Interview: Practice. Practice. Practice. I used the frequently asked questions from AAMC. They look like a lot on first glance; however, many of them are very similar, and they just prepare you for similar questions asked in different ways. Make sure you have three to five patient stories you can readily discuss to address behavioral questions—these can range from a medically interesting case, a mistake you made that impacted patient care and what you learned, or a challenging patient encounter. Make sure that you have stories outside of clinical medicine as well, including any unique experiences during your gap years before medical school or during preclinical years or anything outside of medicine or related to your hobbies you did during medical school. These stories all influence who you have become, and your interviewers want to know you beyond the application you submitted!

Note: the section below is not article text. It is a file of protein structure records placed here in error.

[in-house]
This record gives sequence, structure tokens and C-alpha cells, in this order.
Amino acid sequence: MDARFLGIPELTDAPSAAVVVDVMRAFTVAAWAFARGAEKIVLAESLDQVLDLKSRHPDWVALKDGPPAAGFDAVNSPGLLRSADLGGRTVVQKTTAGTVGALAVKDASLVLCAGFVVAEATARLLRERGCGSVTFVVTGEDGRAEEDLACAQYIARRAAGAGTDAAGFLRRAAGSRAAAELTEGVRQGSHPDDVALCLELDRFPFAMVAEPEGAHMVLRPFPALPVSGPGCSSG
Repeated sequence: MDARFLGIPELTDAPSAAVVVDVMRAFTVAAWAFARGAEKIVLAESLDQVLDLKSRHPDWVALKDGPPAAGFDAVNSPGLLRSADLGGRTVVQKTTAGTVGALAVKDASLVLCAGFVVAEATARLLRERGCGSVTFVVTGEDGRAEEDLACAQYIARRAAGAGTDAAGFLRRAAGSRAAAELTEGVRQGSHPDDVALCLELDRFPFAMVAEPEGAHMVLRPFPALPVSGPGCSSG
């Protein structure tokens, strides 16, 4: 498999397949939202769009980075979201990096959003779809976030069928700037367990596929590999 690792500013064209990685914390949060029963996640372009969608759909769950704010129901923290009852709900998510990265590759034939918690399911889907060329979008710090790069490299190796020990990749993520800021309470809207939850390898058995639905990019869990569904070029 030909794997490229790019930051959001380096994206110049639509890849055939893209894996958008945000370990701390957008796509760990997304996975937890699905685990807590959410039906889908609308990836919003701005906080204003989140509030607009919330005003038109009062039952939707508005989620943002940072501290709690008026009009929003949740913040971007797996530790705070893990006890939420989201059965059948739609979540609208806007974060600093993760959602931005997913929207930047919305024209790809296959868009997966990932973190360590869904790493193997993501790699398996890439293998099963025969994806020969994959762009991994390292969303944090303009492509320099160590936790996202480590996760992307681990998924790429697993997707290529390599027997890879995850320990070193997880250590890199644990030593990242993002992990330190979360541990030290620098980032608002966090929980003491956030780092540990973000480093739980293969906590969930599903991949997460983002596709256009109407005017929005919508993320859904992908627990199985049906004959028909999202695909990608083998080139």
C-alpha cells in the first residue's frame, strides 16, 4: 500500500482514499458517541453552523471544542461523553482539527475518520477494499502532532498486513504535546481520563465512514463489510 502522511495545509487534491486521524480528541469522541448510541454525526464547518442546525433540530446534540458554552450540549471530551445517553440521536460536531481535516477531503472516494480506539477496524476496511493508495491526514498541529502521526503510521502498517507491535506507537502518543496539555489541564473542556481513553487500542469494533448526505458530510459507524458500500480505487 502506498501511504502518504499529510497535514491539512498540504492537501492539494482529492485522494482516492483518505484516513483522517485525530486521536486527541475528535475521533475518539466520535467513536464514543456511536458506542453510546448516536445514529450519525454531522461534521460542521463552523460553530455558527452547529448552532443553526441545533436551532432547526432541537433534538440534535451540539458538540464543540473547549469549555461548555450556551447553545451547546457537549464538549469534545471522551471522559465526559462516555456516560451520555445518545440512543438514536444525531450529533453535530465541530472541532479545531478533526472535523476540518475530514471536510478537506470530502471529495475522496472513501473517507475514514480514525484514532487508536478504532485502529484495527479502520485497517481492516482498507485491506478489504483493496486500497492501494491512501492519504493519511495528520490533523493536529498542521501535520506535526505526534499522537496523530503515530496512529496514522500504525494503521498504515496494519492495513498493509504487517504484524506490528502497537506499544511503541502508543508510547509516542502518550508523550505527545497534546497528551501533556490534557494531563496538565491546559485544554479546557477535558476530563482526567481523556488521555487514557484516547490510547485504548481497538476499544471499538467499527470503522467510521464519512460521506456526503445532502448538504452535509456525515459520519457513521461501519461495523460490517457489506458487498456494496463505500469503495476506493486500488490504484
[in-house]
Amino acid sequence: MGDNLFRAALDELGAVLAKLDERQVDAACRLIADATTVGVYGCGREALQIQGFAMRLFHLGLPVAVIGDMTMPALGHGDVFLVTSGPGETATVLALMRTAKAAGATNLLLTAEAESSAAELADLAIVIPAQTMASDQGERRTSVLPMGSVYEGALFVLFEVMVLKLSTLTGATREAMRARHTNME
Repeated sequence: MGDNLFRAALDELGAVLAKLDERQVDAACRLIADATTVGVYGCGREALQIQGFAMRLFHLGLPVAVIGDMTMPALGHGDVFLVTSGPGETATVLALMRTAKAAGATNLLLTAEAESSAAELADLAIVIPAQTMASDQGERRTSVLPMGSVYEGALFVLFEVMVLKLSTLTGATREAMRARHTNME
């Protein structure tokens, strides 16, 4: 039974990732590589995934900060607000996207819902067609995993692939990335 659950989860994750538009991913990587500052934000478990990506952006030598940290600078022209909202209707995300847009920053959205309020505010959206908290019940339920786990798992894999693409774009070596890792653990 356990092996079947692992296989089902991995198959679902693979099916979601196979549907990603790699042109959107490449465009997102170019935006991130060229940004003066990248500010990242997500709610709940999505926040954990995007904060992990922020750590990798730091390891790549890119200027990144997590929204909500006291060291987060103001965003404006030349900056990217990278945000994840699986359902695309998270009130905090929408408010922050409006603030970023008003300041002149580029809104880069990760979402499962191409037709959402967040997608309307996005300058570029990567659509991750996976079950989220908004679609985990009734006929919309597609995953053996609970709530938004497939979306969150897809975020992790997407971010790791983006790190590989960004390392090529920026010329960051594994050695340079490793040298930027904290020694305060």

Always come prepared with questions. You should prepare the standard questions of what changes the program expects over the next few years and how receptive the program is to resident feedback. Be sure to also prepare a few targeted questions for the program. For example, is there a teaching or research track you are interested in, are you curious about the patient population that they care for, or is there a specific clinic you want to be involved in?
Interviews are definitely nerve-racking, especially when you start out. My biggest tip is to have a routine for yourself. Drink your cup of coffee if you need it, watch a short video, or listen to some music before interviews. Calm your nerves, and just be yourself! Let yourself shine!